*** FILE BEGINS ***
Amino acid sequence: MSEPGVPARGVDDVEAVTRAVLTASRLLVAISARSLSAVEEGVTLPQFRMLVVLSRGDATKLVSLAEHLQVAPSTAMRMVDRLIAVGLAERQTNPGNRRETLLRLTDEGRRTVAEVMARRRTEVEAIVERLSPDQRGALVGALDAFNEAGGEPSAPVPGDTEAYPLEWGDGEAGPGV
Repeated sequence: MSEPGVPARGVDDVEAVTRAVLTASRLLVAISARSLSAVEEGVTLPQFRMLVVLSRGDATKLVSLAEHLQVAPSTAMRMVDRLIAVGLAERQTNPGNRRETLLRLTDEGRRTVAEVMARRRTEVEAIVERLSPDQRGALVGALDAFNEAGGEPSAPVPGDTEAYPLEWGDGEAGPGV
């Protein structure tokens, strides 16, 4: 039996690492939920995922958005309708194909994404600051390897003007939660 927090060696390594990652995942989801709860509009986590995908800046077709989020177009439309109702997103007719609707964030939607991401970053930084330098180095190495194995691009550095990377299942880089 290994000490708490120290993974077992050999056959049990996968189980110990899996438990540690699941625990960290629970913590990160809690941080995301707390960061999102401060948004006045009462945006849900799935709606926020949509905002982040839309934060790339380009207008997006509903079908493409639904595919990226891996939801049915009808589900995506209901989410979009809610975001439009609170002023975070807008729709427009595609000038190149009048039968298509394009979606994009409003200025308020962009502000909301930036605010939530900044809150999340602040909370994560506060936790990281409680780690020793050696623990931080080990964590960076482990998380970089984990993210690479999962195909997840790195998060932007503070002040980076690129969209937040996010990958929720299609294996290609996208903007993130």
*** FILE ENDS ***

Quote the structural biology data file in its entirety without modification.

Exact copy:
Amino acid sequence: MSEPGVPARGVDDVEAVTRAVLTASRLLVAISARSLSAVEEGVTLPQFRMLVVLSRGDATKLVSLAEHLQVAPSTAMRMVDRLIAVGLAERQTNPGNRRETLLRLTDEGRRTVAEVMARRRTEVEAIVERLSPDQRGALVGALDAFNEAGGEPSAPVPGDTEAYPLEWGDGEAGPGV
Repeated sequence: MSEPGVPARGVDDVEAVTRAVLTASRLLVAISARSLSAVEEGVTLPQFRMLVVLSRGDATKLVSLAEHLQVAPSTAMRMVDRLIAVGLAERQTNPGNRRETLLRLTDEGRRTVAEVMARRRTEVEAIVERLSPDQRGALVGALDAFNEAGGEPSAPVPGDTEAYPLEWGDGEAGPGV
């Protein structure tokens, strides 16, 4: 039996690492939920995922958005309708194909994404600051390897003007939660 927090060696390594990652995942989801709860509009986590995908800046077709989020177009439309109702997103007719609707964030939607991401970053930084330098180095190495194995691009550095990377299942880089 290994000490708490120290993974077992050999056959049990996968189980110990899996438990540690699941625990960290629970913590990160809690941080995301707390960061999102401060948004006045009462945006849900799935709606926020949509905002982040839309934060790339380009207008997006509903079908493409639904595919990226891996939801049915009808589900995506209901989410979009809610975001439009609170002023975070807008729709427009595609000038190149009048039968298509394009979606994009409003200025308020962009502000909301930036605010939530900044809150999340602040909370994560506060936790990281409680780690020793050696623990931080080990964590960076482990998380970089984990993210690479999962195909997840790195998060932007503070002040980076690129969209937040996010990958929720299609294996290609996208903007993130």